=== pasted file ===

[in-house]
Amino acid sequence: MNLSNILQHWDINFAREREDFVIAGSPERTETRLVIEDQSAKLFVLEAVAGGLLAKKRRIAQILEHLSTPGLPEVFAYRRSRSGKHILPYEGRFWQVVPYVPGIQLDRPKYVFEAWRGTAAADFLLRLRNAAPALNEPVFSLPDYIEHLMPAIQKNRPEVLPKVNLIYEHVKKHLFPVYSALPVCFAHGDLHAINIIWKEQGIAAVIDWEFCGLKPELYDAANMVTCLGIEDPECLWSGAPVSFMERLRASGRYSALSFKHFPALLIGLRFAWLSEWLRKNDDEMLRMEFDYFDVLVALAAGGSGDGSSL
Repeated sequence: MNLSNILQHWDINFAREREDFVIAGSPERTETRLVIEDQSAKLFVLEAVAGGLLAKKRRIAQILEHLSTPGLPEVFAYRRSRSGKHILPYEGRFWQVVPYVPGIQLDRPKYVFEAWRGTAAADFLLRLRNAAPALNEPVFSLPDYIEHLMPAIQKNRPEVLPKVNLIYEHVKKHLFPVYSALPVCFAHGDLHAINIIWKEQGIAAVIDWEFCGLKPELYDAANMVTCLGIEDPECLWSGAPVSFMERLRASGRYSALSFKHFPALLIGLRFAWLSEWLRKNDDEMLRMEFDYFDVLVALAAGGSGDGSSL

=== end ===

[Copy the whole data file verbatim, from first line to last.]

[in-house]
Amino acid sequence: MNLSNILQHWDINFAREREDFVIAGSPERTETRLVIEDQSAKLFVLEAVAGGLLAKKRRIAQILEHLSTPGLPEVFAYRRSRSGKHILPYEGRFWQVVPYVPGIQLDRPKYVFEAWRGTAAADFLLRLRNAAPALNEPVFSLPDYIEHLMPAIQKNRPEVLPKVNLIYEHVKKHLFPVYSALPVCFAHGDLHAINIIWKEQGIAAVIDWEFCGLKPELYDAANMVTCLGIEDPECLWSGAPVSFMERLRASGRYSALSFKHFPALLIGLRFAWLSEWLRKNDDEMLRMEFDYFDVLVALAAGGSGDGSSL
Repeated sequence: MNLSNILQHWDINFAREREDFVIAGSPERTETRLVIEDQSAKLFVLEAVAGGLLAKKRRIAQILEHLSTPGLPEVFAYRRSRSGKHILPYEGRFWQVVPYVPGIQLDRPKYVFEAWRGTAAADFLLRLRNAAPALNEPVFSLPDYIEHLMPAIQKNRPEVLPKVNLIYEHVKKHLFPVYSALPVCFAHGDLHAINIIWKEQGIAAVIDWEFCGLKPELYDAANMVTCLGIEDPECLWSGAPVSFMERLRASGRYSALSFKHFPALLIGLRFAWLSEWLRKNDDEMLRMEFDYFDVLVALAAGGSGDGSSL